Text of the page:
• Your excellencies, presidents and vice presidents, and graduates and your families, I stand humble to become one of the newest alumni of one of the most prestigious universities in the globe. I follow in the eminent steps of President Dieter F. Uchtdorf and Dick Cheney and other eminent people. Our university—and I can call it that now—is widely known and internationally renowned for the breadth and depth of its study. It is globally respected, for it produces graduates, such as yourselves, who are tolerant yet critical in thinking, who respect and honor the other while respecting an
  • I am humbled by the opportunity to speak to each of you this evening. Thank you for your righteousness, for your valiant stand against the forces that would pull you under, and for your desire to be the person our Father in Heaven would have you be. I believe you are some of the most outstanding young people who have ever lived on this earth. You were truly sent “for such a time as this” (Esther 4:14). I love you and pray for you and have confidence in you. I have a good friend whose car was vandalized just a few days before Christmas. Among other things, the thieves took her attaché
  • Let me begin with a couple of personal observations. The first concerns my health. I get enough inquiries from time to time that I know many of you are interested. I appreciate that interest. As confirmed by my principal oncologist in my most recent visit last month, my health is as good right now as it has been in several years. I am grateful to my Heavenly Father and to my wife and my doctors for this favorable circumstance—and grateful to so many of you for the prayers that have been offered in my behalf. Now the other personal report concerns my effort over the past year to impro
  • It is such an honor for me to be with you today—you who have come to this campus seeking a better life, a life of self-improvement. I’m sure there are many of you who have come with much sacrifice, which, in and of itself, is part of that better life. Life’s Most Important Decisions At this time in your life, you enjoy a wide variety of activities—sometimes too many all at once. In addition to class attendance and study time, many of you have jobs. There are important social activities and service groups, athletic and physical fitness activities—the list goes on. At t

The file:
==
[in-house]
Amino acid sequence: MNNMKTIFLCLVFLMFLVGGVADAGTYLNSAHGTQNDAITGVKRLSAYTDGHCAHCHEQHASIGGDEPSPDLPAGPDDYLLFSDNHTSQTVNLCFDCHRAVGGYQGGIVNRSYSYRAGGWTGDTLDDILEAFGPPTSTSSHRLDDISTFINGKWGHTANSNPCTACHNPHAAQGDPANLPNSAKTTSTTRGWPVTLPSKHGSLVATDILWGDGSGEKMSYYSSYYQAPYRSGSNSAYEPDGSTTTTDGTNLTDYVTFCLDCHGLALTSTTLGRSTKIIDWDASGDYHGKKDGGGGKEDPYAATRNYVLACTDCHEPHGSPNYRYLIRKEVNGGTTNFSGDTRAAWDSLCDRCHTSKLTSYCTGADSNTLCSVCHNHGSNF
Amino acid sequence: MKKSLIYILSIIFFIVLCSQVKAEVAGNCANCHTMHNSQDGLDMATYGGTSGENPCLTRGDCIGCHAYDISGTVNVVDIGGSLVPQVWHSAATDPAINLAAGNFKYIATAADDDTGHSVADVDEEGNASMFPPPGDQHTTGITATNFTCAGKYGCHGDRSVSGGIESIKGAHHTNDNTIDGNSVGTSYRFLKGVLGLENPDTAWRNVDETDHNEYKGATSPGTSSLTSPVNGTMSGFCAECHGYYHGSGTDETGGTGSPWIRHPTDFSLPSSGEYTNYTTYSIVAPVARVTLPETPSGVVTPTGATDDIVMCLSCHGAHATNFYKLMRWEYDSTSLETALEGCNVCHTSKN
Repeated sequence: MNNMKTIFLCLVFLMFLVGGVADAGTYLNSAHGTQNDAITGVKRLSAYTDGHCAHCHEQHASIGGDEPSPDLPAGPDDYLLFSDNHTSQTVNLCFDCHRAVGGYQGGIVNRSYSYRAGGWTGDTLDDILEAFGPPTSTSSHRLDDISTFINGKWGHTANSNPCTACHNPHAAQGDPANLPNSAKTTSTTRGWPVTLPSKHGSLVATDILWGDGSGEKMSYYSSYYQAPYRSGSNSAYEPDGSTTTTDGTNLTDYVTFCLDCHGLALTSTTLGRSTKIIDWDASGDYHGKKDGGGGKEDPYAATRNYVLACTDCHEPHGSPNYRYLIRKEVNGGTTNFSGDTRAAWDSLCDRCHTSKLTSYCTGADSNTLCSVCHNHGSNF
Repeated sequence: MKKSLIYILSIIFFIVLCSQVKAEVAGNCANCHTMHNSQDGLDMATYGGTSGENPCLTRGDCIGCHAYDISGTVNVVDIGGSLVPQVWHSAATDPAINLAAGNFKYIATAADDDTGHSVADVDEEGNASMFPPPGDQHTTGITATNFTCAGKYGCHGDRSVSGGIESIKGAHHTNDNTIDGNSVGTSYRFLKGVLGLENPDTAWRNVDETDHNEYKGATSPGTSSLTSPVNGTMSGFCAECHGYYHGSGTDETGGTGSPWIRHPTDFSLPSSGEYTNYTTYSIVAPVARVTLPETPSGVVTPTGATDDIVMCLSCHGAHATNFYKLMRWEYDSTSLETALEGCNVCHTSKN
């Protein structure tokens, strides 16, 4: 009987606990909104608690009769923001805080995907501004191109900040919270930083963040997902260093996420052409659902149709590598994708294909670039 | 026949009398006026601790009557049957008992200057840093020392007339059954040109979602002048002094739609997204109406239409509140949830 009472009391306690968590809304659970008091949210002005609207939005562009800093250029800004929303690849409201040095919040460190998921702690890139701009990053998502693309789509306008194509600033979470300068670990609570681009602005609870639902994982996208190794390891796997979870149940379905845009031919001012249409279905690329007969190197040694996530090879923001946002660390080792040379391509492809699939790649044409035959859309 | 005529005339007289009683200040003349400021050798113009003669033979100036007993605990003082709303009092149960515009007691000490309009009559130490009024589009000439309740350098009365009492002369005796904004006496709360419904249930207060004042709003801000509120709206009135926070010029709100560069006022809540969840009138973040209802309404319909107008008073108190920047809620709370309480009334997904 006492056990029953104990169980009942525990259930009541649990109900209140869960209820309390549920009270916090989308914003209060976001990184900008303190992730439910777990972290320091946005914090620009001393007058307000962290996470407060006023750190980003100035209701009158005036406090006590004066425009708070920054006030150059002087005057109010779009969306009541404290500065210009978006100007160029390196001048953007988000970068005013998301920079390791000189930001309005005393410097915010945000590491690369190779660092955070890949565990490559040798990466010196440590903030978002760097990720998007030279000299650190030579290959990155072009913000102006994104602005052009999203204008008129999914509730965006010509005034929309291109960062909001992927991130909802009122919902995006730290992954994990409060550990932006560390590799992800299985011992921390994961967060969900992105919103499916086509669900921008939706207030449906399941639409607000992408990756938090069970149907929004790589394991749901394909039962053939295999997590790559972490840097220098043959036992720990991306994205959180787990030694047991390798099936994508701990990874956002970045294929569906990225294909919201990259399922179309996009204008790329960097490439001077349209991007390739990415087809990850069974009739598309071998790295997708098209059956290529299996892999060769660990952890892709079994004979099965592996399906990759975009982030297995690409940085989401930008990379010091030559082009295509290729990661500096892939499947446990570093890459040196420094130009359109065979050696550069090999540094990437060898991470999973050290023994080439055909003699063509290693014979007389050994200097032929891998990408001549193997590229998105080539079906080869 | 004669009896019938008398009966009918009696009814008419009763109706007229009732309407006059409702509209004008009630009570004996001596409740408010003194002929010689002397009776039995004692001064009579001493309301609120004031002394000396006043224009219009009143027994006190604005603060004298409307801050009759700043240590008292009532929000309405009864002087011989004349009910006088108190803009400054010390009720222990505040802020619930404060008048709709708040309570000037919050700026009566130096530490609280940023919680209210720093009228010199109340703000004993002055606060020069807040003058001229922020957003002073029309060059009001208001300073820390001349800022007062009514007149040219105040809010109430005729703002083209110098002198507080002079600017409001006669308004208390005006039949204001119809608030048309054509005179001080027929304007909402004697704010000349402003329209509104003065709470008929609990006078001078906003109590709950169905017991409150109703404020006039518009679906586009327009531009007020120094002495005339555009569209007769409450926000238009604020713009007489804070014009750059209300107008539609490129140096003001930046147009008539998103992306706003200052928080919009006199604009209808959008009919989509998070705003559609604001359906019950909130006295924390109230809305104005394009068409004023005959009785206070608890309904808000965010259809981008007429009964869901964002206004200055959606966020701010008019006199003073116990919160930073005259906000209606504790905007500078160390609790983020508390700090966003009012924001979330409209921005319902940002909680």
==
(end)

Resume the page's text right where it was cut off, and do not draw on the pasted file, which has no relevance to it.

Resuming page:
• As Sister Derrick and I came onto your campus this morning, I was reminded of Dr. Sidney Sperry, your former Dean of the School of Religious Studies, under whom we had the opportunity of studying monthly for some twenty to twenty-five years. As he stood on the foothills of these mountains to the east and looked over what at that time was a relatively small school, the Lord showed him a vision of what the school would become. As Brigham Young University has developed into the great school that it is, the visions, dreams, and faith of many have been realized. I am sure that all of us thrill i
  • David O. McKay Graduates, fellow students, patrons of the Brigham Young University: It has been my privilege to introduce a number of great men to audiences, but I can say truly that I have never felt the joy in introducing a speaker to an audience that I experience at this moment in announcing to you, as the commencement speaker, Mr. Cecil B. DeMille. Thomas Carlyle, in his Heroes and Hero Worshippers, expressed this thought: Great Men, taken up in any way, are profitable company. We cannot look, however imperfectly, upon a great man, without gaining
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